This weekend: an 1862 Fourth of July in Oneonta.
City Historian Mark Simonson's column appears twice weekly. On Saturdays, his column focuses on the area during the Depression and before. His Monday columns address local history after the Depression. If you have feedback or ideas about the column, write to him at The Daily Star, or e-mail him at firstname.lastname@example.org. His website is www.oneontahistorian.com. His columns can be found at www.thedailystar.com/marksimonson.
"We're sitting on pins and needles."
- Mark Simonson
Local pipeline construction stirred controversy in 1964
Unlike the proposed Constitution Pipeline project, planned to bring natural gas from northeast Pennsylvania through our region to a terminal in Schoharie County, another pipeline project built from Watkins Glen to Selkirk generated considerably less local controversy 50 years ago.
Natural gas drilling efforts of the 1880s found little locally
There was no such process as hydraulic fracturing. New York didn't have a Department of Environmental Conservation. Lawn signs for or against it weren't seen anywhere. Yet natural gas drilling efforts were going on in our region more 125 years ago. It was an industry still in its infancy. Numerous reports were published in local newspapers during the late 1880s and beyond.
Beauty, grooming took center stage in Oneonta in March 1964
Good grooming, beauty and style seemed to be a recurring theme in the news around Oneonta during the month of March 1964.
Local news, opinion often mixed in 1889 newspapers
Modern-day newspapers make it very clear where local news is found, as well as opinion, separated by their own pages in weekly or daily editions, including The Daily Star.
Gasoline, demons and baseball were 'trending' locally in 1974
"Trending" has become a popular word in our present everyday language. This word wasn't used in February 1974, but for what I write twice weekly, it could just as well have applied to local history.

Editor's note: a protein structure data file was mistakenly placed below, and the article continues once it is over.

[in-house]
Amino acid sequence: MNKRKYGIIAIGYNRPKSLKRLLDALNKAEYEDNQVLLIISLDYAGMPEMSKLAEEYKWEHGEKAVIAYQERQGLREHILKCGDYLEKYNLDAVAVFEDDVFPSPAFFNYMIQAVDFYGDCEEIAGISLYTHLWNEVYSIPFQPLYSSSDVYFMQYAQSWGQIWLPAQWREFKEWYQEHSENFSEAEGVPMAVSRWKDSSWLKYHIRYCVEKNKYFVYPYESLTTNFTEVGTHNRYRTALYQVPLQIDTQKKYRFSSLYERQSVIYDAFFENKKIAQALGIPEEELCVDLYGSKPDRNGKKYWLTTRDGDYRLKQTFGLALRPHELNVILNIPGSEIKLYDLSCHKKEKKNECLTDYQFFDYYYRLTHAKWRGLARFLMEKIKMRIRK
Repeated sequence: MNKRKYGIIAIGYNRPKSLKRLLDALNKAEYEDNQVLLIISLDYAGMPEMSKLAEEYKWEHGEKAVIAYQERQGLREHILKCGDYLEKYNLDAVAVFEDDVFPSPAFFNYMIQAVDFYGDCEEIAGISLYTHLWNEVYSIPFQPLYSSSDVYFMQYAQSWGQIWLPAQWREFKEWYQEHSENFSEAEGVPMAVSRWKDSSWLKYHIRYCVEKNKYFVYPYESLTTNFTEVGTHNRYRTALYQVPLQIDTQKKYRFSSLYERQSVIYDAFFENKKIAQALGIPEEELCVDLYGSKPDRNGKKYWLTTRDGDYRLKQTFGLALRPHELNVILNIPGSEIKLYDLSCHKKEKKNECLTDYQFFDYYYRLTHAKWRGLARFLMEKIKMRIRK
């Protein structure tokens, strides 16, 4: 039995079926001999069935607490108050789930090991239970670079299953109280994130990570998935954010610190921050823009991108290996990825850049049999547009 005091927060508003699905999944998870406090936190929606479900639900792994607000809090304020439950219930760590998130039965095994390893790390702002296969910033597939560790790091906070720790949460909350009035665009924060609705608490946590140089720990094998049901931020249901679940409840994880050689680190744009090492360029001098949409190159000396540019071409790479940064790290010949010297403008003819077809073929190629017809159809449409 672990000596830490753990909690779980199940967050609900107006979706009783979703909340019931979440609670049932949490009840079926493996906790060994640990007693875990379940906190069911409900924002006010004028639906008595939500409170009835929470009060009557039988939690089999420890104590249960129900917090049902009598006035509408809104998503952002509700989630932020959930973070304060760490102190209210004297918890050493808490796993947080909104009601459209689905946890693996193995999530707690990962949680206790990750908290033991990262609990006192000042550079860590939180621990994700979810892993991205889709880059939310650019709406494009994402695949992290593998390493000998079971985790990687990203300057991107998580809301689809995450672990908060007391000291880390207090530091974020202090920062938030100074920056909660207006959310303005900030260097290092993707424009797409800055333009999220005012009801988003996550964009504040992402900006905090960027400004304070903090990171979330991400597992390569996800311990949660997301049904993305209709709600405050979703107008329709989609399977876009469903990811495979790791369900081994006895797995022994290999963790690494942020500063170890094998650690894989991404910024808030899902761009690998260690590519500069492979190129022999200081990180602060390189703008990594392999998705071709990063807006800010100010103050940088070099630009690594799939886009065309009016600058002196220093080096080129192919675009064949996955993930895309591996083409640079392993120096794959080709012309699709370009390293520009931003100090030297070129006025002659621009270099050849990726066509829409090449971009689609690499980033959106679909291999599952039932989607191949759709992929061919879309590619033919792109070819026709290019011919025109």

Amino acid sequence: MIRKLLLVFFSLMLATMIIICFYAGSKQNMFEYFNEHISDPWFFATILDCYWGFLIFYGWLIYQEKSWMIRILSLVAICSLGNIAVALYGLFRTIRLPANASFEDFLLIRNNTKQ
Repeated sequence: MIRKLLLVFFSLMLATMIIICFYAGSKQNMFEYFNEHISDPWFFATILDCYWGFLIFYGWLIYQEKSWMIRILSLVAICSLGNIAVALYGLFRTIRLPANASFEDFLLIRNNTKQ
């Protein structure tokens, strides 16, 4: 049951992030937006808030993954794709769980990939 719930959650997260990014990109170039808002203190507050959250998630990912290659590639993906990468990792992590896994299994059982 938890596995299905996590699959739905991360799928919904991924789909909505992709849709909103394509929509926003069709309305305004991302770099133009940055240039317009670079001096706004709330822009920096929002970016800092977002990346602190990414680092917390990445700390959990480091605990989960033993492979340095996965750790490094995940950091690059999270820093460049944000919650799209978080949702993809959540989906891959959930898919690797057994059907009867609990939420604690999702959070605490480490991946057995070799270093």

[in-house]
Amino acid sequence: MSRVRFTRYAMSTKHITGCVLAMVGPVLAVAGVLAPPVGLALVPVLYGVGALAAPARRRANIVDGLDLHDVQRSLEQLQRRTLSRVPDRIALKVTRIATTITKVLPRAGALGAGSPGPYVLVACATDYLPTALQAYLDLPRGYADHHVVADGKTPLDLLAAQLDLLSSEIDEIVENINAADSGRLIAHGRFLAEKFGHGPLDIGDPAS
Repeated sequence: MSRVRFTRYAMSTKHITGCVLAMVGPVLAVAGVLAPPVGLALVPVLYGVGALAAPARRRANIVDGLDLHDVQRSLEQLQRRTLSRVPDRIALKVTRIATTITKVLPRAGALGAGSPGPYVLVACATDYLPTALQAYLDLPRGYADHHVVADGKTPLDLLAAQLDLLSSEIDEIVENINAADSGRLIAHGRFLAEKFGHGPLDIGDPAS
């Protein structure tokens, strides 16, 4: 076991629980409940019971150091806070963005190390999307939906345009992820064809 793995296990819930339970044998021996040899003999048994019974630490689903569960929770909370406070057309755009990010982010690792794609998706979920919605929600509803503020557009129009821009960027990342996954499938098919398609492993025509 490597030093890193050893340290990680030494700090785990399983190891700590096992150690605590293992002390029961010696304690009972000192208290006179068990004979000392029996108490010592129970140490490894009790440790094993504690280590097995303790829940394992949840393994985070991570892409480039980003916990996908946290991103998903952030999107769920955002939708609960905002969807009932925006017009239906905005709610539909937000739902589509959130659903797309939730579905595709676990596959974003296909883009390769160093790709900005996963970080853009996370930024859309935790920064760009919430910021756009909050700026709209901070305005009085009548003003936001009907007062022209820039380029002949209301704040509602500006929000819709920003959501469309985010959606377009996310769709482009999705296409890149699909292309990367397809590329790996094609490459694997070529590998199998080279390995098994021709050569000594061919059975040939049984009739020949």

- Saturday, February 22, 2014
Early efforts to halt Silver Creek were slow going
Incidents of Silver Creek overflowing into the streets of Oneonta aren't making news as often as they once did.
- Monday, February 17, 2014
Effort to establish Oneonta historic district began in 1970s
- Saturday, February 15, 2014
Experiment to treat inebriates began 150 years ago
Dr. J. Edward Turner came up with a unique idea in the 1840s on how to treat and restrain inebriates in the United States. Turne
- Monday, February 10, 2014
Milford fought over new school 30 years ago
At times nearly 30 years ago, the future of the Milford Central School District could have been portrayed as a weathervane, spinning in directions of either a new school, consolidation, or closing. The â€œwindsâ€� changed considerably between 1984 and 1988, but the end result was a new school in the village before the end of the decade.
- Saturday, February 8, 2014
Military camp, jobs, new Sidney church made news in February 1934
Despite bitter cold February weather, some already had summer camp on their minds, including one camp that may not be very popular today. A re-employment service was experiencing unusual success during the Great Depression. Also, a new church opened in Sidney. All were part of our local life and times in February 1934.
- Monday, February 3, 2014